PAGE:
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Politics and government of
Elections in Mozambique gives information on election and election results in Mozambique.
Mozambique elects on national level a head of state – the president – and a legislature. The president is elected for a five-year term by the people. The Assembly of the Republic (Assembleia da República) has 250 members, elected for a five-year term by proportional representation. Mozambique has a two-party system, which means that there are two dominant political parties, with extreme difficulty for anybody to achieve electoral success under the banner of any other party. The Mozambique voters are the ones that vote for the people that are elected into office.
In the first democratic elections held in Mozambique, in 1994, FRELIMO candidate and president of Mozambique since 1986 Joaquim Chissano was elected and the opposition party and former guerillia group RENAMO acknowledged the result. The United Nations Security Council, which had a peacekeeping operation based there due to the civil war, endorsed the results as free and fair in Resolution 960.
In the elections in late 1999 President Joaquim Chissano from FRELIMO was re-elected with 52.3% of the vote, and FRELIMO secured 133 of 250 parliamentary seats. The main opposition parties candidate, RENAMO's Afonso Dhlakama, got 47.7% and the party won the remaining 117 parliamentary seats.
2004 – Presidential and Parliamentary election 
In the parliamentary election FRELIMO won 62% (1.8 million) of the votes, RENAMO 29.7% (905,000 votes), and 18 minor parties shared the remaining 8%. FRELIMO will hold 160 of the parliamentary seats, RENAMO 90.
The elections have been criticized for not having been conducted in a fair and transparent manner by the National Electoral Commission (CNE). Several cases of electoral fraud have occurred and remained unsanctioned. This has been criticized among others by the European Union Election Observation Mission to Mozambique and the Carter Center. However, the elections shortcomings have probably not (also according to EU observers) affected the final result in the presidential election. The distribution of parliamentary seats among the parties will have been somewhat altered, though (RENAMO probably losing a number of seats to FRELIMO).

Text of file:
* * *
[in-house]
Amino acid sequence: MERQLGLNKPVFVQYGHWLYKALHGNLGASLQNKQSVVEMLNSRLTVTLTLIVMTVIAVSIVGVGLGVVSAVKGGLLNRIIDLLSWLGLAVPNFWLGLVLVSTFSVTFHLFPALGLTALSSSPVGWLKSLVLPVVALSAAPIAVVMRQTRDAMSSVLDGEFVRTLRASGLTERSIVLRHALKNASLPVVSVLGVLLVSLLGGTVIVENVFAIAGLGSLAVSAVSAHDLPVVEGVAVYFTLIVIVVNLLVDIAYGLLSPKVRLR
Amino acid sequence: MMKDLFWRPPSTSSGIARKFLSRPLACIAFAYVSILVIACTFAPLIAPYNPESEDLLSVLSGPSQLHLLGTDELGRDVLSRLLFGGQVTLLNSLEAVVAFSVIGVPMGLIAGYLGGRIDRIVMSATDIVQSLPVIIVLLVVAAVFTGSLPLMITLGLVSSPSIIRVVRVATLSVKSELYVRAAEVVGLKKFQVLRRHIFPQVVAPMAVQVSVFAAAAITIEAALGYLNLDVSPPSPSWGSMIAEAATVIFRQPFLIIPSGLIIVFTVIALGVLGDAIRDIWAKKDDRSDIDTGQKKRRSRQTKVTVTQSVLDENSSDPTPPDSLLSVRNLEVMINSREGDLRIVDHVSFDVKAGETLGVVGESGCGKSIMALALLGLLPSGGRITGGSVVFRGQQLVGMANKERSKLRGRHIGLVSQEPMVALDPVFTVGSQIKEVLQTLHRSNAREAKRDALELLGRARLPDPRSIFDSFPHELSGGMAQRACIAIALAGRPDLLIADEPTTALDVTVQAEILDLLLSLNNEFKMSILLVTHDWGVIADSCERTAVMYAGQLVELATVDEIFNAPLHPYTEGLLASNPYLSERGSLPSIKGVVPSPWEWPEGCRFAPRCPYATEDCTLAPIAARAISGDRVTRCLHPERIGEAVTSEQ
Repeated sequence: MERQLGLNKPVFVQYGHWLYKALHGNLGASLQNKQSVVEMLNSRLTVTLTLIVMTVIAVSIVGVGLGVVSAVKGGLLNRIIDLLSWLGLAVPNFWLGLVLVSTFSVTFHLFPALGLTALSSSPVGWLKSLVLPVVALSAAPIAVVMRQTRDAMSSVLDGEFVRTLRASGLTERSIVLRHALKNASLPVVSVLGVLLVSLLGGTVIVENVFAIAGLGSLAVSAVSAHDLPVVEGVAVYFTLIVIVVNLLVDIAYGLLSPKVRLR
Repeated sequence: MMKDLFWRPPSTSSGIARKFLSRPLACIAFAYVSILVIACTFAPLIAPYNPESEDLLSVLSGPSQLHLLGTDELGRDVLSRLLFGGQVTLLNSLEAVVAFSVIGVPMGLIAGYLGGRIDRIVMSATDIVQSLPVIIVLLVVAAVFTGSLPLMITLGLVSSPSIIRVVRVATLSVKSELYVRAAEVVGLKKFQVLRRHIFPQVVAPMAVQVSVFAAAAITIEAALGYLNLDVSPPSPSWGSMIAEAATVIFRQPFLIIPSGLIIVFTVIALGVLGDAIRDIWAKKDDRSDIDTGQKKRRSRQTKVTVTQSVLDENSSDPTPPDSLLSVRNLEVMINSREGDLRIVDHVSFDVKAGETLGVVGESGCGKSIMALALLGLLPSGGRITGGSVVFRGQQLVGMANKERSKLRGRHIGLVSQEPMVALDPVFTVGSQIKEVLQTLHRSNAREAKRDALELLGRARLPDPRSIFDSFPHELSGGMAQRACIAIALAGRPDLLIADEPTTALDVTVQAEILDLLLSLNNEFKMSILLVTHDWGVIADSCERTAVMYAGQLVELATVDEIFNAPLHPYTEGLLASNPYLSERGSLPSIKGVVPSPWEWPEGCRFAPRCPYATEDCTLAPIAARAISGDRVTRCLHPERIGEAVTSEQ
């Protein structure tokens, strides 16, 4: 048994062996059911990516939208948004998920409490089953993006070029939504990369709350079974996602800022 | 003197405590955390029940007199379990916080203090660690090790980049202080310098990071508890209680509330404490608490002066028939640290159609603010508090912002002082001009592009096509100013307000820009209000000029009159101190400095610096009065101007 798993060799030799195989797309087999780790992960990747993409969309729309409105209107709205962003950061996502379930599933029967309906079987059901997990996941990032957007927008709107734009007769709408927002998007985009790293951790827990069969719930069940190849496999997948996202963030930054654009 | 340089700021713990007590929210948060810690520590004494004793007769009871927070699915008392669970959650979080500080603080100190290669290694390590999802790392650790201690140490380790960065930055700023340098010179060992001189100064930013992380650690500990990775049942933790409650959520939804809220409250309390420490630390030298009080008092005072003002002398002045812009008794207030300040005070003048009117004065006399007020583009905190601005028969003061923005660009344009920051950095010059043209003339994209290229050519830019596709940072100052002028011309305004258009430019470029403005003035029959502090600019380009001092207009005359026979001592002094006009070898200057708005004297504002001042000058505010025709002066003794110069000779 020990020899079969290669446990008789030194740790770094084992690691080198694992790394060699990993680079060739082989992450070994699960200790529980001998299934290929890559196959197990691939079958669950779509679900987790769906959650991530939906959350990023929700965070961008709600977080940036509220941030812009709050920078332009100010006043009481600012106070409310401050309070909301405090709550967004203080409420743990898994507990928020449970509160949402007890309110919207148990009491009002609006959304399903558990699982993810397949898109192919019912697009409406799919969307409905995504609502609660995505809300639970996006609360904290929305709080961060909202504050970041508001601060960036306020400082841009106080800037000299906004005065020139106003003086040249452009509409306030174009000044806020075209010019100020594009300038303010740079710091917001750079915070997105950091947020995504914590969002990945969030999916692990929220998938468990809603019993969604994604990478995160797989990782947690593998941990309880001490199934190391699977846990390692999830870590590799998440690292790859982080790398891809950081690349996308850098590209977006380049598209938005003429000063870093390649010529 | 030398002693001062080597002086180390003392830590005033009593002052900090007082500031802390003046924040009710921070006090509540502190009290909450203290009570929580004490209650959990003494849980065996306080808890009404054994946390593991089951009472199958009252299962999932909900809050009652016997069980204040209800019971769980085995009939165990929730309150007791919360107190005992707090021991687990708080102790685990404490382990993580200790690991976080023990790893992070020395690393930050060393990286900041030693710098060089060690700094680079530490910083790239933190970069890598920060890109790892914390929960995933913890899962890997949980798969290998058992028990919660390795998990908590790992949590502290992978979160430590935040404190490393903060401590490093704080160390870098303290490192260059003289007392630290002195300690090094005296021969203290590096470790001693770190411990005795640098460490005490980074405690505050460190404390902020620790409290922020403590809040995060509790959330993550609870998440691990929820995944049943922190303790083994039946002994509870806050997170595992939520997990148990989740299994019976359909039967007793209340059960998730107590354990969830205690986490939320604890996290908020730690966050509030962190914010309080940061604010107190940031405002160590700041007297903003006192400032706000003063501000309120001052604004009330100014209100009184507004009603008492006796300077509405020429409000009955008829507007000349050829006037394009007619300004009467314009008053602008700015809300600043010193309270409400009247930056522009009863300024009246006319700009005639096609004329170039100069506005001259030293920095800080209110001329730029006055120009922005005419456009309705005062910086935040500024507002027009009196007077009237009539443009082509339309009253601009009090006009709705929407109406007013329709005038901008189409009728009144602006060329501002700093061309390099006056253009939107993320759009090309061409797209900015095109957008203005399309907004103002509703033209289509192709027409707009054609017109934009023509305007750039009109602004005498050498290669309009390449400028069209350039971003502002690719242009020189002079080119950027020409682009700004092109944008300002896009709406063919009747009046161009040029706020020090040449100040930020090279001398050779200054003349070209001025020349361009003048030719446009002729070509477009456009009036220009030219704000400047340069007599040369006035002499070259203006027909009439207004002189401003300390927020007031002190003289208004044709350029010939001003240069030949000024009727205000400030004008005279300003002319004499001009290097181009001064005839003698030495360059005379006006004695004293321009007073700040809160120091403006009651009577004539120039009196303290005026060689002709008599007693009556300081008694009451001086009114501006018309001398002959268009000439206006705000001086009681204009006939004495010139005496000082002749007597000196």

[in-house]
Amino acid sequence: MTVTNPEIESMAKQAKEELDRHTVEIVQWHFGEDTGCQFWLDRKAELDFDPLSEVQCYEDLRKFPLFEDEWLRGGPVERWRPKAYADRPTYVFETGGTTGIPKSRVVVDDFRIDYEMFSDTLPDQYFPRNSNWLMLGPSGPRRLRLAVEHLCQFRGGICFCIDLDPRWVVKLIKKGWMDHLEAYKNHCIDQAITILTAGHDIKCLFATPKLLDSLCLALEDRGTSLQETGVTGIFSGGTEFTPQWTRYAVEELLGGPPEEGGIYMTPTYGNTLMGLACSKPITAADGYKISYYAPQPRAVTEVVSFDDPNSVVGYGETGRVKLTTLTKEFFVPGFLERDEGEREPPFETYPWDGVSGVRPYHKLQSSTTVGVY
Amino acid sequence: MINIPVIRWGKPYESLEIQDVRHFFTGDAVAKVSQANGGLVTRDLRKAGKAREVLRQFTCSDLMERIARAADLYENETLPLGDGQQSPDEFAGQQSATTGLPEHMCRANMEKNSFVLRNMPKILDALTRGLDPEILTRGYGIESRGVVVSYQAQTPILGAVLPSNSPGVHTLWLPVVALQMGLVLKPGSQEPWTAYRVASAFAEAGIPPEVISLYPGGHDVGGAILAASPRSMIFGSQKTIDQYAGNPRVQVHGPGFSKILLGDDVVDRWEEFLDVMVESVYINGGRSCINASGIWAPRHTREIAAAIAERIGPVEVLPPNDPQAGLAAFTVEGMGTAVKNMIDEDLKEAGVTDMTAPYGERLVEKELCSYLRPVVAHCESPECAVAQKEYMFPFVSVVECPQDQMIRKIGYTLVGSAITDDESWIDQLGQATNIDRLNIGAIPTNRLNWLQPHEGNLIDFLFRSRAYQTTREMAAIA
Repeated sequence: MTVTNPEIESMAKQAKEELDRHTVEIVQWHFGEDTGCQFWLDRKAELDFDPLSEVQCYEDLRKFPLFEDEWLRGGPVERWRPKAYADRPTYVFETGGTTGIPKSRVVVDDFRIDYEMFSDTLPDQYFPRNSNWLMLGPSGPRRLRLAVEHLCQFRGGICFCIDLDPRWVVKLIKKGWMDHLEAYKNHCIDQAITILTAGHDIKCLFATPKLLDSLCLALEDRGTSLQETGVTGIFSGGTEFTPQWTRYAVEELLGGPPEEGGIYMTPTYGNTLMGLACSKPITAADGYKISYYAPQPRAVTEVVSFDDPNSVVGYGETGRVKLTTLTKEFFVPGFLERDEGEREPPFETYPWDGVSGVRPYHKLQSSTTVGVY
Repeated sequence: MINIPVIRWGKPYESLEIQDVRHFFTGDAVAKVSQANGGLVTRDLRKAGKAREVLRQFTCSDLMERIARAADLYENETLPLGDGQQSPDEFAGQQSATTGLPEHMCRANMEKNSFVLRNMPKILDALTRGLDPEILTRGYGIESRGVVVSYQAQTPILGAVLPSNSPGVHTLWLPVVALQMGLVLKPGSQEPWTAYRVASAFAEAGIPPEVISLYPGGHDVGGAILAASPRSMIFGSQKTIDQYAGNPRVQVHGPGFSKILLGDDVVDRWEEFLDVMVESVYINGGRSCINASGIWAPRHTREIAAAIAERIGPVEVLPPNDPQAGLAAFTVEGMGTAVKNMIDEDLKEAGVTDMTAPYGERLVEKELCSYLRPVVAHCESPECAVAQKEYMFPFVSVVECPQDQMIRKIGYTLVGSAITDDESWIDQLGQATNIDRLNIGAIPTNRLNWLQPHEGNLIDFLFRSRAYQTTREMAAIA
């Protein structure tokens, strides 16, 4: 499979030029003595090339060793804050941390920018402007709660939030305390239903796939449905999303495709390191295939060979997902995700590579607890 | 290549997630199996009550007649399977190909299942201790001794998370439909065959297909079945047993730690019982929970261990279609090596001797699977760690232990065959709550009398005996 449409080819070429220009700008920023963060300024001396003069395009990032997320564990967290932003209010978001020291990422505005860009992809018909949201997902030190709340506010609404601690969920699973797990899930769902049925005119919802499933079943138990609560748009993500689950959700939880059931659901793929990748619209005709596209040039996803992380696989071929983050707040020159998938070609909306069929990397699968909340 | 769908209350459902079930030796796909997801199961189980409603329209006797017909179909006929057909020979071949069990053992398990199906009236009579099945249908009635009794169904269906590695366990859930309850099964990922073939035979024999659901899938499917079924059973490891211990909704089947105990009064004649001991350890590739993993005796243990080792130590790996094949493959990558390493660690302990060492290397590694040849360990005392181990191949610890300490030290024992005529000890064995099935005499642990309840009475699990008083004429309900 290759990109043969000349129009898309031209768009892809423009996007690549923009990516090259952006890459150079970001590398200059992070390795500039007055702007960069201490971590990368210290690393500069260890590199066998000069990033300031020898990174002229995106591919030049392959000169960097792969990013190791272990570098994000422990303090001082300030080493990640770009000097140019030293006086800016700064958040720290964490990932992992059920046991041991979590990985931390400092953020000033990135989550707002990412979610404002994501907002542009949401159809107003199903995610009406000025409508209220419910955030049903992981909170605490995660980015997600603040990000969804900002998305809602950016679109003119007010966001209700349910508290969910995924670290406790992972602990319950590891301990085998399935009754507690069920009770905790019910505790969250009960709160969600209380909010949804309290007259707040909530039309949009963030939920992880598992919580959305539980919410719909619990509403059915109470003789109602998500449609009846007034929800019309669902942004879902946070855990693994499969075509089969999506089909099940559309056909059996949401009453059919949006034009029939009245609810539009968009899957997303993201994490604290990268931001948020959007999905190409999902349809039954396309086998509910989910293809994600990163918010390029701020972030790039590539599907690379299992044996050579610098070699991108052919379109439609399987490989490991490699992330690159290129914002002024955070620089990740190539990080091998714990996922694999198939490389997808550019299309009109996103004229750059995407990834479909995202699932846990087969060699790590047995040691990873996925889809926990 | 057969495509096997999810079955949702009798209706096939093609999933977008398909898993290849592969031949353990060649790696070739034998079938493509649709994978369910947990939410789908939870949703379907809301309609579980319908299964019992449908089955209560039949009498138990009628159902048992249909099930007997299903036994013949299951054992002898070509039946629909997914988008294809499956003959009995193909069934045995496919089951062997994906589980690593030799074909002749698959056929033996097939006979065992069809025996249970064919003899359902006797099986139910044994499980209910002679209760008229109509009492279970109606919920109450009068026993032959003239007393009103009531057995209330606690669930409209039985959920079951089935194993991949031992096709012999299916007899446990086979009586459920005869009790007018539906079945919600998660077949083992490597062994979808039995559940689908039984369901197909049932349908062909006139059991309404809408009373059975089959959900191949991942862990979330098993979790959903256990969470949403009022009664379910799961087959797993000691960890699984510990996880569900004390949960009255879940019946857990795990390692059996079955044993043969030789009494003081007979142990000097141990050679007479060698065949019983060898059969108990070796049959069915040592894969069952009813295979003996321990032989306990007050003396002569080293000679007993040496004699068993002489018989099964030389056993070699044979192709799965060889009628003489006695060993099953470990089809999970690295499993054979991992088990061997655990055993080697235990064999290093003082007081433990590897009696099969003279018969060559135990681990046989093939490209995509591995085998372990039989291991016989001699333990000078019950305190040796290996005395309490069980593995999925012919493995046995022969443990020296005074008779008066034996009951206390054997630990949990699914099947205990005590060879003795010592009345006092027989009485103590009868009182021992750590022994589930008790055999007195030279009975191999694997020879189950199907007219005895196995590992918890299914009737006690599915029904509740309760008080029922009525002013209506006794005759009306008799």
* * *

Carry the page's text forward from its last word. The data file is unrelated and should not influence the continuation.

On 2 February 2005 Guebuza was sworn in as president of the republic, but without Dhlakama and RENAMO's recognition and presence at the inauguration. RENAMO have, however, agreed to participate in the Parliament and the Council of State.
2009 – Presidential and Parliamentary election 
The Presidential and Parliamentary elections were held on 28 October 2009 for the fourth time since the introduction of the multy-party system. In the elections for the Assembly of the Republic, the FRELIMO and the RENAMO contested in all 13 parliamentary constituencies, but the newly formed Democratic Movement of Mozambique was able to contest in only 4 parliamentary constituencies.
|Candidates - Parties||Votes||%|
|Armando Guebuza - Liberation Front of Mozambique (FRELIMO)||2,974,627||75.00|
|Afonso Dhlakama - Mozambican National Resistance (RENAMO)||650,679||16.41|
|Daviz Simango - Democratic Movement of Mozambique (MDM)||340,579||8.59|
|Total (turnout 44.52%)||3,965,785||100.00|
|Source: AIM - Mozambique News Agency|
|Liberation Front of Mozambique (Frente de Libertação de Moçambique, FRELIMO)||2,907,335||74.66||191||+31|
|Mozambican National Resistance (Resistência Nacional Moçambicana, RENAMO)||688,782||17.68||51||–39|
|Democratic Movement of Mozambique (Movimento Democrático de Moçambique, MDM)||152,836||3.93||8||+8|
|Total (turnout 44.4 %)||100.00||250||±0|
|Source: AIM - Mozambique News Agency|
Previous parliamentary election results 
|Political Party||Election Year|
|Mozambique Liberation Front (FRELIMO)||129||133||160||191|
|Mozambican National Resistance (RENAMO)||112||-||-||51|
|Mozambican National Resistance-Electoral Union (RENAMO-UE)||-||117||90||-|
|Democratic Union (UD)||09||-||-||-|
|Democratic Movement of Mozambique (MDM)||-||-||-||08|
See also 
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